Two of the most difficult verses to interpret in all of the Bible are 1 Peter 3:19-20 (which makes his statement about Paul’s letters containing some things that are hard to understand, a bit of humorous irony, cf 2 Peter 3:16). It is Peter’s “spirits in prison” that have caused much grappling and wrestling.
“in which he [Christ] went and proclaimed to the spirits in prison, because they formerly did not obey, when God’s patience waited in the days of Noah, while the ark was being prepared, in which a few, that is, eight persons, were brought safely through water.”
When reading this text, one immediately asks, “Who are these spirits in prison?” “What does this mean?” “Where did Jesus go?” The problem with these questions of inquiry taking center stage is that they do not possess center stage in Peter’s thought. These two intriguing verses are actually supportive of Peter’s main theme. They are an illustration, an example; they are not his main point. Therefore, if we get caught up in simply trying to arrive at the best interpretation of these verses without then seeking to understand how they fit into the larger context, we miss the theological point! From Peter’s perspective, he’s not overly concerned that we properly identify the “spirits in prison.” His concern is that when believers suffer for doing good, they continue to believe, do good, and hope!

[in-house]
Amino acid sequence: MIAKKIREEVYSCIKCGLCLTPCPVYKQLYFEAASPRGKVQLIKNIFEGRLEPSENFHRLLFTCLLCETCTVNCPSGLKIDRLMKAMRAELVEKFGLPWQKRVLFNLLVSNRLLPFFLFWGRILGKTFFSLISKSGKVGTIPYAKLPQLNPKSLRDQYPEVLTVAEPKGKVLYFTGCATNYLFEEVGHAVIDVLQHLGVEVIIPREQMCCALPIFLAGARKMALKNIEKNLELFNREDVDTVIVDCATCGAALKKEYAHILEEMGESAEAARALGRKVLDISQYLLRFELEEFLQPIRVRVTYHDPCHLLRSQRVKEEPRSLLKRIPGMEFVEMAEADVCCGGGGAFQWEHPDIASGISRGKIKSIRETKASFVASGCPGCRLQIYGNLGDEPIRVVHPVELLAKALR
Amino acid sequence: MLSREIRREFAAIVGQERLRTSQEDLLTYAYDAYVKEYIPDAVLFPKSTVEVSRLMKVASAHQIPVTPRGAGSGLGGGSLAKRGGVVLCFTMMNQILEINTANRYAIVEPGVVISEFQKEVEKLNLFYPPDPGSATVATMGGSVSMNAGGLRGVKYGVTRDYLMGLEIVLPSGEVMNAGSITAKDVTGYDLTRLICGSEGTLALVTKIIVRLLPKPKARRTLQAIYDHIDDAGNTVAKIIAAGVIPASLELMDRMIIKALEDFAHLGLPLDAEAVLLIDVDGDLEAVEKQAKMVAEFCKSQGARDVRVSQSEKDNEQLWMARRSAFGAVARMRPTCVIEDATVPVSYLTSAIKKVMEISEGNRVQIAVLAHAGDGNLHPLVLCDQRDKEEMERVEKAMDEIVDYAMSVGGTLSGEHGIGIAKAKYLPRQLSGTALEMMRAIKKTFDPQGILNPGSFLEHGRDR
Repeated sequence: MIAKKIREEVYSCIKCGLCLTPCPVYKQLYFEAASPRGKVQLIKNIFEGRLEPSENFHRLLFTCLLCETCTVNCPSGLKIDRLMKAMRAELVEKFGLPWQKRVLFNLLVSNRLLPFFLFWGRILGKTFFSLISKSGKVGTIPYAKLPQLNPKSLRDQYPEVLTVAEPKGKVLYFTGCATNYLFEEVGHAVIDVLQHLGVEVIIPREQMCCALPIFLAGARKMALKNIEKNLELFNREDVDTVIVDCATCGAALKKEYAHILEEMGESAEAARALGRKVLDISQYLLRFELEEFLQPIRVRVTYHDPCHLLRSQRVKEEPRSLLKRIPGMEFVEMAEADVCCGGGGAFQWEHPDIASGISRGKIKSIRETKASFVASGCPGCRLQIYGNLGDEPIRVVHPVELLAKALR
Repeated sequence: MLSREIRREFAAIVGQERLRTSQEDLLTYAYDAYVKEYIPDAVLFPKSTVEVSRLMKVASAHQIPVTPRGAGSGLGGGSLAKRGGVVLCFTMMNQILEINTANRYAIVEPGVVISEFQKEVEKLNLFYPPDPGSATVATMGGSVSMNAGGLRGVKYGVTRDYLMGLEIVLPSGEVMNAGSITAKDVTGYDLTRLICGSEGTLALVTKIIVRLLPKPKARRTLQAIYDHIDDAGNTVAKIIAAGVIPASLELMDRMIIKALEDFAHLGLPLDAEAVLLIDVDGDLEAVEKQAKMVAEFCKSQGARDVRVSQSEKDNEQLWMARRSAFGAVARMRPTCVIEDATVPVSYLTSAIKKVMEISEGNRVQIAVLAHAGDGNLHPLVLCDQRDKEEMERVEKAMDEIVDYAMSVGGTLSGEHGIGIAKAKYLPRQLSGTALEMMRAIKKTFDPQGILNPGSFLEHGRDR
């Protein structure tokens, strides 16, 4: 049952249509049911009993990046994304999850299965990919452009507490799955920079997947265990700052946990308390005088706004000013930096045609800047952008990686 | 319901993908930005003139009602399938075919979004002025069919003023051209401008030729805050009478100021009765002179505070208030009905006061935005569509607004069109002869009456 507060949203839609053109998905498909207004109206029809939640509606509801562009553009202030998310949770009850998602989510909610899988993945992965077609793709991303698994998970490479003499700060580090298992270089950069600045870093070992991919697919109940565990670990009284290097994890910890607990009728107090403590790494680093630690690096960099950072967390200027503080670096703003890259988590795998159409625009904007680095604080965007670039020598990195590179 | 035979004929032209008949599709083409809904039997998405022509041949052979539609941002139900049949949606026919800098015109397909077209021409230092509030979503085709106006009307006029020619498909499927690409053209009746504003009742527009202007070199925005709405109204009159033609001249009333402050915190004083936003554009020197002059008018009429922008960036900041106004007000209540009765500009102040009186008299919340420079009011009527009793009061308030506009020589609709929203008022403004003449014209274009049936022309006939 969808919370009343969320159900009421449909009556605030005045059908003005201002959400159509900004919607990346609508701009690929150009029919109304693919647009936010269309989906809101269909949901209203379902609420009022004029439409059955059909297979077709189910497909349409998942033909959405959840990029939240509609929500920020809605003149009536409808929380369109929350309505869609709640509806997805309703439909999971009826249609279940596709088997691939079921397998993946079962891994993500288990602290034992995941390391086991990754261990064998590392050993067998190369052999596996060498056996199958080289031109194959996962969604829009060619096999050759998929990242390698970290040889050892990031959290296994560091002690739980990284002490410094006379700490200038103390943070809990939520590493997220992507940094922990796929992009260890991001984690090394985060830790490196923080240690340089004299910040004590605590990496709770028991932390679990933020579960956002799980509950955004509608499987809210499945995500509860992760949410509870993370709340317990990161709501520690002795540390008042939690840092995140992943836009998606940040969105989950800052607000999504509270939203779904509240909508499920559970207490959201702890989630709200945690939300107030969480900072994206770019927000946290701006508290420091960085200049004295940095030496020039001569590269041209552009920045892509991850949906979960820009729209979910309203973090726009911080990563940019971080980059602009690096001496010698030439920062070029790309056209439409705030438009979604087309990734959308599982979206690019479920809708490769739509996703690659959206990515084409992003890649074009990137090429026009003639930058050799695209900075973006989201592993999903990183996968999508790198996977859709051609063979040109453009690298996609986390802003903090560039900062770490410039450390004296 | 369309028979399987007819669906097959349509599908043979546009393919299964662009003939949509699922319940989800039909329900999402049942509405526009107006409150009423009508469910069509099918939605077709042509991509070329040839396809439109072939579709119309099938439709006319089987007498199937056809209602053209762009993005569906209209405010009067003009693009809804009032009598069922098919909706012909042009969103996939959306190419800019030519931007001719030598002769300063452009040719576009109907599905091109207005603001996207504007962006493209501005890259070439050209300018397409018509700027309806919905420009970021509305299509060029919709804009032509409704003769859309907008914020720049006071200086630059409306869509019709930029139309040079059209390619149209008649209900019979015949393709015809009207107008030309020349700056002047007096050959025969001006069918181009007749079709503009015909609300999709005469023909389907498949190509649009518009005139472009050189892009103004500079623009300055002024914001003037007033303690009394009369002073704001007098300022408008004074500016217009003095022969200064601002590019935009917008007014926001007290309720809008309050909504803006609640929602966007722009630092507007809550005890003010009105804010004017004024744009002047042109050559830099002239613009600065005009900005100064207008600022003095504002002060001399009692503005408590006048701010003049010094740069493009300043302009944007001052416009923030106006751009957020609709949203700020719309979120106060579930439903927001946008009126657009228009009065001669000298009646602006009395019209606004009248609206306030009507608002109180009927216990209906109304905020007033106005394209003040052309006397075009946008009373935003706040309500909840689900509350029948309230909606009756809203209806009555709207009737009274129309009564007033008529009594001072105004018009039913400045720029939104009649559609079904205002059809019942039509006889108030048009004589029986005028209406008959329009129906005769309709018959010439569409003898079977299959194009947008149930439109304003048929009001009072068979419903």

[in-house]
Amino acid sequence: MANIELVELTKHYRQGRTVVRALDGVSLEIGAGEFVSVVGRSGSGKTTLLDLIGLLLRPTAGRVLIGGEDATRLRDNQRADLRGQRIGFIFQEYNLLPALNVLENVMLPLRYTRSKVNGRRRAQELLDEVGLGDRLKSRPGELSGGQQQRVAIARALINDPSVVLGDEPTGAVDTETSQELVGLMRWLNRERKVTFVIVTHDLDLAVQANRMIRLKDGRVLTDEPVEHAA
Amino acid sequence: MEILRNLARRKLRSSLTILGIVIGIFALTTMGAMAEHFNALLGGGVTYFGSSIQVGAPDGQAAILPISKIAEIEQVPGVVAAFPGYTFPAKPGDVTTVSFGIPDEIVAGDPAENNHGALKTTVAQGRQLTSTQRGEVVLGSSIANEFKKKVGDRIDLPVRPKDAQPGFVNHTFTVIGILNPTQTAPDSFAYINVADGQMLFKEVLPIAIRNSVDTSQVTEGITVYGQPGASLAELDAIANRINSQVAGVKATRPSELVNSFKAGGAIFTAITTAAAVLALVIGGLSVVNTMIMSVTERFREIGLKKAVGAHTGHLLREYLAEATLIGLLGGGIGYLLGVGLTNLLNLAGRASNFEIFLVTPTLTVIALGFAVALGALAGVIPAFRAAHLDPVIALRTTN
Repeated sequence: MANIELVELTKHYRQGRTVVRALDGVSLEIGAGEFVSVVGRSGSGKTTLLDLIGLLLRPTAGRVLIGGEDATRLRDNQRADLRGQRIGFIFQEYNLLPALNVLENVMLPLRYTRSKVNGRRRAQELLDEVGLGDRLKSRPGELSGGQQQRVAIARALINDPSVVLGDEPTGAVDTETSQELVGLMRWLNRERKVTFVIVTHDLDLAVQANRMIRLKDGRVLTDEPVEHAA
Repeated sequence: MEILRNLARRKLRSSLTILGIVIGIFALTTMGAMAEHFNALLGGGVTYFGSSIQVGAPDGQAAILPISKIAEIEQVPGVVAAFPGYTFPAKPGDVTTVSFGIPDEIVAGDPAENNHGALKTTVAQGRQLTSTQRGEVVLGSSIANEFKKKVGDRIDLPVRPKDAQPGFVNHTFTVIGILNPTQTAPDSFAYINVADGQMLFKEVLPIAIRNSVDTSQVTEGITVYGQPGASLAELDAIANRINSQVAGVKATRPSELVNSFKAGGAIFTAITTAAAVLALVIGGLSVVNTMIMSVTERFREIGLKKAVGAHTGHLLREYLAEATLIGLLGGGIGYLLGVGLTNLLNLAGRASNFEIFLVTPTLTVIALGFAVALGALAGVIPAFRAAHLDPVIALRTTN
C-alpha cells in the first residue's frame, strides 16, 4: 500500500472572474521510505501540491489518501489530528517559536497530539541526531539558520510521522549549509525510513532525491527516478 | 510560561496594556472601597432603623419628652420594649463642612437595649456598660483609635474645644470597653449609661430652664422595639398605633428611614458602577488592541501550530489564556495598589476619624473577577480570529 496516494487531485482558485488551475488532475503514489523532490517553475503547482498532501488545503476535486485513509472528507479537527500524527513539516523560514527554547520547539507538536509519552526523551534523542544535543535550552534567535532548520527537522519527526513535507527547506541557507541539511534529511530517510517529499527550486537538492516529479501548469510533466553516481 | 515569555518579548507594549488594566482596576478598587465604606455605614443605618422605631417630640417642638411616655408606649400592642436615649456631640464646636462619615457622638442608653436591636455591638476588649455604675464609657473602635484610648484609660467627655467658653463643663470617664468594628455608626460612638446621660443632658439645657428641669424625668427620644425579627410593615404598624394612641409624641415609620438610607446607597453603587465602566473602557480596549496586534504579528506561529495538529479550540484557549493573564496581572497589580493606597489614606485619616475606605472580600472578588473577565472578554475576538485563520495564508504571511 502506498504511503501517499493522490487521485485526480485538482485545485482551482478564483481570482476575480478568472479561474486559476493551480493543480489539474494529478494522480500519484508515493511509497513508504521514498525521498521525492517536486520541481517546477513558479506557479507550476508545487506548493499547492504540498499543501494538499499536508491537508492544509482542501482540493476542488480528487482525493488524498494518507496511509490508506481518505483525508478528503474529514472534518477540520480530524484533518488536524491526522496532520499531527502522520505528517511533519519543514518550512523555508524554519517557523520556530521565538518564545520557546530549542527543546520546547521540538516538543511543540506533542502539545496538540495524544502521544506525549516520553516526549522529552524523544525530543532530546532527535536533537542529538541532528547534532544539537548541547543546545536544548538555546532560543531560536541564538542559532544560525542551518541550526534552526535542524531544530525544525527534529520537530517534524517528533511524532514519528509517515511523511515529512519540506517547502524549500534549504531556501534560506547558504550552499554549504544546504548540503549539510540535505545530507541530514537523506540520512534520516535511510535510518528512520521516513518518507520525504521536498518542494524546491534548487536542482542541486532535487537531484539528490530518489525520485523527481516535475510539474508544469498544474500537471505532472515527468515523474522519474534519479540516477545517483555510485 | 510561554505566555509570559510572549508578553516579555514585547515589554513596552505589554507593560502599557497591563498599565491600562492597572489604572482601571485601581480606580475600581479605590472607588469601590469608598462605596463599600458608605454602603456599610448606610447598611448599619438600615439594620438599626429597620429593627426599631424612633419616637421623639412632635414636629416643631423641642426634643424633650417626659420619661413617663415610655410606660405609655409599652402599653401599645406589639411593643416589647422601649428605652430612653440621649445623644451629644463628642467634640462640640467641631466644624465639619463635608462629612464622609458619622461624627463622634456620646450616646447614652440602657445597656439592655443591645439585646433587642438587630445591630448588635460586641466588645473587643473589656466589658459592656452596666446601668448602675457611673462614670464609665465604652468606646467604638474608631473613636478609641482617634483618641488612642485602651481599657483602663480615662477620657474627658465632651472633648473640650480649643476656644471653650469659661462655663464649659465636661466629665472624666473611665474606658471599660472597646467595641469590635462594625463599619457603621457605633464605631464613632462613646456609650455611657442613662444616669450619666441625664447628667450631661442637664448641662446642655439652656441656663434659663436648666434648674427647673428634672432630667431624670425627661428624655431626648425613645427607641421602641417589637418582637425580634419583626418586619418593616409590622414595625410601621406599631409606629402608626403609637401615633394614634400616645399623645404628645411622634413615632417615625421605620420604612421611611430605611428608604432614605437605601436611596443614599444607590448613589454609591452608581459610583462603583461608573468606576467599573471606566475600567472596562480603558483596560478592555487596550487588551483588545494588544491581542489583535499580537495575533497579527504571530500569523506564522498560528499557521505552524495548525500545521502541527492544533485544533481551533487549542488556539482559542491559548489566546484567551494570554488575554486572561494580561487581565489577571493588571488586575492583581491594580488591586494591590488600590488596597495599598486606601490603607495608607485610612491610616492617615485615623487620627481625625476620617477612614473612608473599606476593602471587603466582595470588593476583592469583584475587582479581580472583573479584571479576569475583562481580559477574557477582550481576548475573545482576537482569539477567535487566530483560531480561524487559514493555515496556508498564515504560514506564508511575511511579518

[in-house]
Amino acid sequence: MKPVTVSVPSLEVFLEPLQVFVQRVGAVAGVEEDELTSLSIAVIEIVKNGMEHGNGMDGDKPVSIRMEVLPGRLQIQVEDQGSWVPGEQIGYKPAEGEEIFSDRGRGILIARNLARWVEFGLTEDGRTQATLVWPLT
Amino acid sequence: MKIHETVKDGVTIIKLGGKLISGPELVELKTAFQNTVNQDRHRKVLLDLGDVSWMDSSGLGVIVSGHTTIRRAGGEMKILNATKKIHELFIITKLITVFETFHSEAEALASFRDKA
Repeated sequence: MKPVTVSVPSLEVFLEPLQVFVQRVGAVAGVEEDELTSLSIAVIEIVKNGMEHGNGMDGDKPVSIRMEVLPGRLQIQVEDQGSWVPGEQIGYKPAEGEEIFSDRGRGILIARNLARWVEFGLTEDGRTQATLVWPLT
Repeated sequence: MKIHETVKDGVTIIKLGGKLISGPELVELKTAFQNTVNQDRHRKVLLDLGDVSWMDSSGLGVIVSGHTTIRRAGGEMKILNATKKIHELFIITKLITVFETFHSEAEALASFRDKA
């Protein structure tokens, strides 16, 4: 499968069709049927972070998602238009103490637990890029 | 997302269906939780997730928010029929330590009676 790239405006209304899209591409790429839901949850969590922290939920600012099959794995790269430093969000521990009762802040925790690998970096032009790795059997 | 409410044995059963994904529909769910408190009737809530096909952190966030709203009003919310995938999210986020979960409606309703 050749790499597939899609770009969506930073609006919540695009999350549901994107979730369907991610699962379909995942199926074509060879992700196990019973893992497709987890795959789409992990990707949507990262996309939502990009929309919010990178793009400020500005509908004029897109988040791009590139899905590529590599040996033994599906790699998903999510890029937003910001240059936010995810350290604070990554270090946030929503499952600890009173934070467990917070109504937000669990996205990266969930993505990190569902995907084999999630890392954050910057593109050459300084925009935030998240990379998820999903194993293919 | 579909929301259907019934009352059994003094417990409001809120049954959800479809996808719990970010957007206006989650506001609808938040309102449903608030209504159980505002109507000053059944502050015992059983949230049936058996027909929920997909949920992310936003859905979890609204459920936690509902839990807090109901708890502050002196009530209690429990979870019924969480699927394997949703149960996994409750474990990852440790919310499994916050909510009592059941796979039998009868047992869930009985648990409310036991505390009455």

As I shared this past Sunday with our congregation, I’ll briefly describe 5 interpretational options below. I will give a short reply on why I am not convinced by the first four and several reasons why I am convinced by the fifth option. More importantly, I will then seek to demonstrate how the illustration of vv19-20 fits into the larger context of encouraging believers.
Four Views* and My Disagreement.
Between his death and resurrection, Jesus descended into sheol to preach the gospel to either fallen angels or to the antediluvians, offering a second opportunity for salvation. (Heb 9:27, along with other passages, clearly refute second chance salvation. “It is appointed for man to die once, and after that comes judgment.” cf. Luke 16)